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A barrage of critical television advertisements containing information that state statistics show is false has apparently led to a dramatic increase in opposition to a November ballot proposal to expand the state bottle law.
Since opponents began blanketing the airwaves — two spots that contain the inaccurate statistics have aired more than 500 times in recent weeks in the Boston and Springfield areas — support for expanding the bottle law has dwindled to just 33 percent, while 60 percent said they would vote against it, a new Boston Globe poll shows.
That finding is a near-reversal of a Globe poll in August that found 62 percent of likely voters supported expansion of the landmark environmental law. Then the ads opposing Question 2 began to run, fueled by nearly $8 million in contributions from the American Beverage Association and large supermarket chains.
If it passes, the bottle law initiative will extend the state’s current nickel deposit to bottled water, sports drinks, and other noncarbonated beverages. Designed to encourage recycling and reduce litter, the 32-year-old law currently requires a nickel deposit on soda, beer, and malt beverage containers.
“Whatever you think about the policy, the moves by the no side of Question 2 are masterful,” said John Della Volpe, chief executive of SocialSphere Inc. in Cambridge, which conducted the poll.
The opponents’ ads say that 90 percent of state residents have curbside recycling, which they use to suggest that the bottle redemption law is no longer needed.
One ad features Peggy Ayres, a former chairwoman of the Marlborough Recycling Committee, who says, “Thirty years ago, the redemption deposit was a good idea. But now with curbside recycling, it’s an idea whose time has come and passed. Ninety percent of Massachusetts residents have curbside recycling right in their communities.”
The state Department of Environmental Protection, however, says only 47 percent of Massachusetts cities and towns offer curbside recycling, reaching 64 percent of the population.
“We’ve been monitoring and tracking recycling in cities and towns, and we have the right numbers,” said David Cash, commissioner of the Department of Environmental Protection.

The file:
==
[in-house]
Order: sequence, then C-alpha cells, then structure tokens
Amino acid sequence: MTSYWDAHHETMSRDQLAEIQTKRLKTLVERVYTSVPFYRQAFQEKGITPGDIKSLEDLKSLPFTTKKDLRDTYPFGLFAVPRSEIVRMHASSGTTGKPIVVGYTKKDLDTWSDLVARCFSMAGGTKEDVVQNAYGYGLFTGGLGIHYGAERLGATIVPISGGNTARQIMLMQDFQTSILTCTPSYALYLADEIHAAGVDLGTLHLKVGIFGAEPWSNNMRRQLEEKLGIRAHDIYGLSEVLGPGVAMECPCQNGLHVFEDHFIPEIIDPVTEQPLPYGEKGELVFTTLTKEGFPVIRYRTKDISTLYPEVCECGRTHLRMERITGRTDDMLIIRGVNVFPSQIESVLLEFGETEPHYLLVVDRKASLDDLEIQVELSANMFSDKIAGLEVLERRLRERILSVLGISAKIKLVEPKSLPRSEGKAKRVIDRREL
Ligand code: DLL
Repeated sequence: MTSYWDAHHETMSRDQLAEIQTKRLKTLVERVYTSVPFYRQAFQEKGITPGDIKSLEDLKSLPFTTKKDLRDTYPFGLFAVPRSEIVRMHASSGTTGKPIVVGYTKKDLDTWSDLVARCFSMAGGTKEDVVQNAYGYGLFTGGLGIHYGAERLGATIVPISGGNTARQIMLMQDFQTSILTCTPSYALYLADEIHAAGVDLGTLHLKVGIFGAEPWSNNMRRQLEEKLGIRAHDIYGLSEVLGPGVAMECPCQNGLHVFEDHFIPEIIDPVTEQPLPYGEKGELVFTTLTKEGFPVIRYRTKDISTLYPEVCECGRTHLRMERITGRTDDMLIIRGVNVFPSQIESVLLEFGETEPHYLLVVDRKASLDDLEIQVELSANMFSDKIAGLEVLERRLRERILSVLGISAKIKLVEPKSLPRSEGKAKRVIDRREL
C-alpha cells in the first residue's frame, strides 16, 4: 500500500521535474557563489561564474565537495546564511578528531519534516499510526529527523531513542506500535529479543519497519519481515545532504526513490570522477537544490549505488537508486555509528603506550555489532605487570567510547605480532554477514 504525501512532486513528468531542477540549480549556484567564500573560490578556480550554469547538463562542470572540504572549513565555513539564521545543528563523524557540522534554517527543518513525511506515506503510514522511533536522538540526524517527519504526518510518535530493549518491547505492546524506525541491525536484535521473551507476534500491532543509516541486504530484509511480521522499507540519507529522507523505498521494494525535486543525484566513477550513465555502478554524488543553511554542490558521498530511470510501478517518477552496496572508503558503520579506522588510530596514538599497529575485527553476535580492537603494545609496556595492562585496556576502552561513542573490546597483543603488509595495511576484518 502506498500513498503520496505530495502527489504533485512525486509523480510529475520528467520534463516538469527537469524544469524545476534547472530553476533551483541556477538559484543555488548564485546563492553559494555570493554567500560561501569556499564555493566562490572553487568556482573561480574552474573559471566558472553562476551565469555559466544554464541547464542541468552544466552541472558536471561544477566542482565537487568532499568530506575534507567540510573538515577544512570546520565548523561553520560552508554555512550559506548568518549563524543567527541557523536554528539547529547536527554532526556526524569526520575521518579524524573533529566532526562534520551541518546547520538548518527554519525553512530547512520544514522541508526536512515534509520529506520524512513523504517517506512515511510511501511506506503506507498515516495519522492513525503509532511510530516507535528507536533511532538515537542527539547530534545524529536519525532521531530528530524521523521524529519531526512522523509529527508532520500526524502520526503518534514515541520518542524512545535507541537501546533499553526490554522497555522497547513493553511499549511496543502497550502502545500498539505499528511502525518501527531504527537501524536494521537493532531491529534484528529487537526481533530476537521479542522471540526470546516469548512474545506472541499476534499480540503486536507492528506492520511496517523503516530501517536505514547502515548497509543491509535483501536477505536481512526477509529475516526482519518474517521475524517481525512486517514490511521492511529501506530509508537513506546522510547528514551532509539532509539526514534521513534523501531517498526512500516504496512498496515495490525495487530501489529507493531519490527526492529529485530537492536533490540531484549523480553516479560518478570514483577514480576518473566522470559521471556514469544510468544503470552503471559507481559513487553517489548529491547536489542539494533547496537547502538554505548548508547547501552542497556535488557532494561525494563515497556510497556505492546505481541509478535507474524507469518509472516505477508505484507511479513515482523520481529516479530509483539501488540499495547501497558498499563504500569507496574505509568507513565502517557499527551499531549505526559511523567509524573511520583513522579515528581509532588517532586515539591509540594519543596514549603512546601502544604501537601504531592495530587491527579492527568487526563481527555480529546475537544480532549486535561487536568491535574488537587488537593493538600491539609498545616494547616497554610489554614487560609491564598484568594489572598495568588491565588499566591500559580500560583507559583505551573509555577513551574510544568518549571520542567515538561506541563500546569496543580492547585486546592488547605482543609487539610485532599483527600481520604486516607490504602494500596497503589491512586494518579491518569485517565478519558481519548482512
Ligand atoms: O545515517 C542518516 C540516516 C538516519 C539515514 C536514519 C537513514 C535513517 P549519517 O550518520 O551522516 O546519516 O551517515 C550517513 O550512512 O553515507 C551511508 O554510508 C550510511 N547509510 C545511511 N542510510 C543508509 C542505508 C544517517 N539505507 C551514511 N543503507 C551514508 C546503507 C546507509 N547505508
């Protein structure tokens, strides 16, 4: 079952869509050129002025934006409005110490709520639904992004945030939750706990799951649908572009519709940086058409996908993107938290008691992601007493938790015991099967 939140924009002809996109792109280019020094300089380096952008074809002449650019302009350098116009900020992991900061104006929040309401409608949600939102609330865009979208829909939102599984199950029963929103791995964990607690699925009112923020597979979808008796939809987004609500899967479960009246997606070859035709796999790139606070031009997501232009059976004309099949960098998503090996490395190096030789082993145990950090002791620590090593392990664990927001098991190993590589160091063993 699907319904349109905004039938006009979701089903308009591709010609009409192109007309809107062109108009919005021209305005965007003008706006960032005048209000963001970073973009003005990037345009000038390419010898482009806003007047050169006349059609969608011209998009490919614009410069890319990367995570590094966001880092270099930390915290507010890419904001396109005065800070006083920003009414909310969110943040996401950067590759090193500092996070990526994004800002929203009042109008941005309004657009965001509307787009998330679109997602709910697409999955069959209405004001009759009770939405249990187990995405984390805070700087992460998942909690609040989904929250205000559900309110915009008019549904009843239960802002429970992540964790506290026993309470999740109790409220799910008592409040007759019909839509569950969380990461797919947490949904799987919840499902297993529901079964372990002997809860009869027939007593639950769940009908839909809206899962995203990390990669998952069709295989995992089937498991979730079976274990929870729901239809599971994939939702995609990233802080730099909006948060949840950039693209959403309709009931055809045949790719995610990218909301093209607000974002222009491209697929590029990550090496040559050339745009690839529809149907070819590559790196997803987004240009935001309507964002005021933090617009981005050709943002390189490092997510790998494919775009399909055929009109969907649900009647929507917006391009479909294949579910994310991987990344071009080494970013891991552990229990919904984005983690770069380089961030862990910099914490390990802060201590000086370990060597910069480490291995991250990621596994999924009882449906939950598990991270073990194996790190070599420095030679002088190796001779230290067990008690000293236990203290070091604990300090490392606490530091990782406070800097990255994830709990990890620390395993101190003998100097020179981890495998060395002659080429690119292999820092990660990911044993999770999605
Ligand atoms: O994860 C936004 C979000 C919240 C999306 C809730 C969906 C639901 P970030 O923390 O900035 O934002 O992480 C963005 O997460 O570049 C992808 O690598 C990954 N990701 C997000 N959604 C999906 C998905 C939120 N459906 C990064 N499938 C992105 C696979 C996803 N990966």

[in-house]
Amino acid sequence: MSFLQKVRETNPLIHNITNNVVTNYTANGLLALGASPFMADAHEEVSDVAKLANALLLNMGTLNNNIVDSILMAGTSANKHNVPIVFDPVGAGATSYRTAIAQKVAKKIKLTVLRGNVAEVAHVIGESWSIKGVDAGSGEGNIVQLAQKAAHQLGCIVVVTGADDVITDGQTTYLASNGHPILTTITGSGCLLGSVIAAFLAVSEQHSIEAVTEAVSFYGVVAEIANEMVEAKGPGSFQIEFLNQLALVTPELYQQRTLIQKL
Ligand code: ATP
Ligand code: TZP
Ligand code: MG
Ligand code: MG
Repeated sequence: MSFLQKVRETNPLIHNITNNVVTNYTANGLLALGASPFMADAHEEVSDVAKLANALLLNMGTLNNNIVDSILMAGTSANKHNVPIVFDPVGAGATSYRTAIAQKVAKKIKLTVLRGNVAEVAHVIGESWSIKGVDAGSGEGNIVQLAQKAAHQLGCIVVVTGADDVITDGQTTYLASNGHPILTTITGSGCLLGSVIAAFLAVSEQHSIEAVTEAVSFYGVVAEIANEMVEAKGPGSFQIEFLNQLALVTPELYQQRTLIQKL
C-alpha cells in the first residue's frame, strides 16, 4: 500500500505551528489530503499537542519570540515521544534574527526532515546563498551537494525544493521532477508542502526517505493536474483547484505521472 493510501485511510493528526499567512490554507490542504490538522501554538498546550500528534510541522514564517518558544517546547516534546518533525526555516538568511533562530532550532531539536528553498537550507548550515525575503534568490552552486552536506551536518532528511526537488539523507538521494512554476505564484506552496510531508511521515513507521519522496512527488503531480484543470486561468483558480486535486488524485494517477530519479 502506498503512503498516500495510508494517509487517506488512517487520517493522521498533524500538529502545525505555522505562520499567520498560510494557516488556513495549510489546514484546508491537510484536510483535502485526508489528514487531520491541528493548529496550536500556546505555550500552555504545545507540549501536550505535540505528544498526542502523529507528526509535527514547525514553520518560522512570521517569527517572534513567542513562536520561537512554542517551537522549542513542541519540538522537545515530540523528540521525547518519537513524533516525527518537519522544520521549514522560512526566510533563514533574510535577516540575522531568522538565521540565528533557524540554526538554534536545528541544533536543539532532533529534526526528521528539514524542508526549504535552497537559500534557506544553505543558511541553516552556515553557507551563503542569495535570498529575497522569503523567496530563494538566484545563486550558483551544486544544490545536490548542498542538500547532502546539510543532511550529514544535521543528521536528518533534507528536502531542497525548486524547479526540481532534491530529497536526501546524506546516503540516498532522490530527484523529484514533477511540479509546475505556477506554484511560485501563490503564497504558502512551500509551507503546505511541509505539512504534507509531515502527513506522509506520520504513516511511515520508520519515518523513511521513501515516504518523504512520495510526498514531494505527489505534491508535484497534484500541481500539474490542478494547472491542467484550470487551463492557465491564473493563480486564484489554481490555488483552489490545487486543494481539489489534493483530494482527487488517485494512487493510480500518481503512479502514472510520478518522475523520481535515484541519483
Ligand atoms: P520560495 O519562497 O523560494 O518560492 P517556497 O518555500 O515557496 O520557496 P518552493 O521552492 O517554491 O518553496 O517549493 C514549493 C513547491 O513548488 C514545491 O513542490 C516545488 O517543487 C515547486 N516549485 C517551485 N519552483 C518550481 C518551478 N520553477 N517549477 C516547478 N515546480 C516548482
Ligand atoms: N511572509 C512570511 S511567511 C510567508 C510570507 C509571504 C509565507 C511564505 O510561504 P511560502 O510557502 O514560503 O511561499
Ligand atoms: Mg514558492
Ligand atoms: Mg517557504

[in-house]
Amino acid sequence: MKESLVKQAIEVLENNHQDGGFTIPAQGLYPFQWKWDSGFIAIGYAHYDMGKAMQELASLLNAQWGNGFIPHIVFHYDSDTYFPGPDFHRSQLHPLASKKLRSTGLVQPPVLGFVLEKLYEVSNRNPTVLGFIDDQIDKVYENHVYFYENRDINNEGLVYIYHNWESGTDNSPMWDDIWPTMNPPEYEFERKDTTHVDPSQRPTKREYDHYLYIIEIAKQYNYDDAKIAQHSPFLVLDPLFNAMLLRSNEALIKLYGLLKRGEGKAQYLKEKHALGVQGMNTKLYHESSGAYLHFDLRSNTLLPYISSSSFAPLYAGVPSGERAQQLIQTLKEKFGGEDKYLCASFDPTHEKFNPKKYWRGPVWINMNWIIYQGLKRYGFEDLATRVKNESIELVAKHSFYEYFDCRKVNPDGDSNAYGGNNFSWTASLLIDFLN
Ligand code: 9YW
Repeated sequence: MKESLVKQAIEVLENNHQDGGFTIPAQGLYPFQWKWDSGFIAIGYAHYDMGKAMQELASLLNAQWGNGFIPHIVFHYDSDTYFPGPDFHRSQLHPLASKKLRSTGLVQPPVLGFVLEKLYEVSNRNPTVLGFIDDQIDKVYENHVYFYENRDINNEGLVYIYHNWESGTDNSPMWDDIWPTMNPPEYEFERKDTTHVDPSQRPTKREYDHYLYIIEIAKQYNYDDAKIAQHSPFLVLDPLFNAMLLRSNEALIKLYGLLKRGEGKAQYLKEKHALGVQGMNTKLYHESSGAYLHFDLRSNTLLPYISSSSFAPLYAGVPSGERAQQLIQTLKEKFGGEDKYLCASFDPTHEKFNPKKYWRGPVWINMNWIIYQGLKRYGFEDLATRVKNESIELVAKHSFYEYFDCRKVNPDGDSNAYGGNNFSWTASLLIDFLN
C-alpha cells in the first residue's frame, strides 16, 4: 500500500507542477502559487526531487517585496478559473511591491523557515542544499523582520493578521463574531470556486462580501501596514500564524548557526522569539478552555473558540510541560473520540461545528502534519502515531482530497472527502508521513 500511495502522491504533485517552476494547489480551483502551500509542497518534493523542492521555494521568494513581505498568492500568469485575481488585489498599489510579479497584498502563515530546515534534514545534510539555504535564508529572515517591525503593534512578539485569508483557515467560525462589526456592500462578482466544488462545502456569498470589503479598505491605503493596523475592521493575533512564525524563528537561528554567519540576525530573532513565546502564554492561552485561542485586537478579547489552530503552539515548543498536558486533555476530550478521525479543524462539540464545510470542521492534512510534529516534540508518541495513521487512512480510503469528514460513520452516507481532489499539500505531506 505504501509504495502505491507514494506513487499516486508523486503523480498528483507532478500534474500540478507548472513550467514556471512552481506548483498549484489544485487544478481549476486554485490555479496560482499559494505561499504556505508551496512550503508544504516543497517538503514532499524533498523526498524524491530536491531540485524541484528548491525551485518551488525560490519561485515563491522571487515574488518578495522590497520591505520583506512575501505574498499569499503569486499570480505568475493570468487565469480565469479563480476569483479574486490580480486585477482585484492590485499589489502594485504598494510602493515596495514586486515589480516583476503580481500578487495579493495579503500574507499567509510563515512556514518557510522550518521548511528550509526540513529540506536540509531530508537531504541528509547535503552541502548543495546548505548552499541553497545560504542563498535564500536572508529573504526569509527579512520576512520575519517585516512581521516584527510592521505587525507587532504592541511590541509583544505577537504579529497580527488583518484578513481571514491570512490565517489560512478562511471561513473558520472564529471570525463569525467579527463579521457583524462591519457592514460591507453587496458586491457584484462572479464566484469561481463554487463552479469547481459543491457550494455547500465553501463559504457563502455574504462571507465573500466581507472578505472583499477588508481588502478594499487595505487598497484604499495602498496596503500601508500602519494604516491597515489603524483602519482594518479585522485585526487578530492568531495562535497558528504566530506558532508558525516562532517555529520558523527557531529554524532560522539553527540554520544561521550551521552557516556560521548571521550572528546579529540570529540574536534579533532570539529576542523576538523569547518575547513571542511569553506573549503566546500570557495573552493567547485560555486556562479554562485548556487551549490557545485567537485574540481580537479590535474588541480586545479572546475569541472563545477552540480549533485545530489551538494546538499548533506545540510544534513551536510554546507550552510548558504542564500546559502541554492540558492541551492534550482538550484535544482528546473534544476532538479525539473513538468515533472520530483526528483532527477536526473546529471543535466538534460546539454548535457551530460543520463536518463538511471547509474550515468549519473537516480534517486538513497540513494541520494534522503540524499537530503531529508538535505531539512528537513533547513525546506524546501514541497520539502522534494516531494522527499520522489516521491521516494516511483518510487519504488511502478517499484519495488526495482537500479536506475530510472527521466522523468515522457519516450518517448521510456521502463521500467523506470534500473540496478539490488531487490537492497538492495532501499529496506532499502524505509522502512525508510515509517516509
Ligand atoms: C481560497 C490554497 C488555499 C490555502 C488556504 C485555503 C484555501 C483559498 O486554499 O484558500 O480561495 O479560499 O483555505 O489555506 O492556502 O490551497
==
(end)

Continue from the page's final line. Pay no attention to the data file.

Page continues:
Generally, curbside recycling takes most bottles. But if people want to redeem their nickel deposits, they have to return their bottles to a supermarket or a redemption center.
Cash said his agency has determined that nondeposit bottles outnumber deposit bottles by three to one in the litter found in public parks, even though they make up only 40 percent of the market. He also noted that the bottle law, unlike curbside recycling, encourages recycling of bottles people take with them when they leave home.
“Historically, the bottle bill has worked at pulling bottles that have deposits on them out of litter in public places,” he said.
After some TV stations prodded the bottle law opponents to back up their claims, the No on Question 2 campaign added a footnote to the ad with Ayres. The text, which appears for a few seconds in small print and cites the state’s Executive Office of Energy and Environmental Affairs, says, “More than 90 percent of Massachusetts residents have access to community recycling programs.”
“We’re adding a citation to further substantiate our point,” said Nicole Giambusso, a spokeswoman for the No on Question 2 campaign.
Supporters of expanding the law point out that the footnote still uses the statistic refuted by the Environmental Protection Department, which reports to the Executive Office of Energy and Environmental Affairs. The supporters say the 90 percent figure conflates curbside recycling — in which a municipality picks up bottles at people’s homes — with other recycling programs in the community.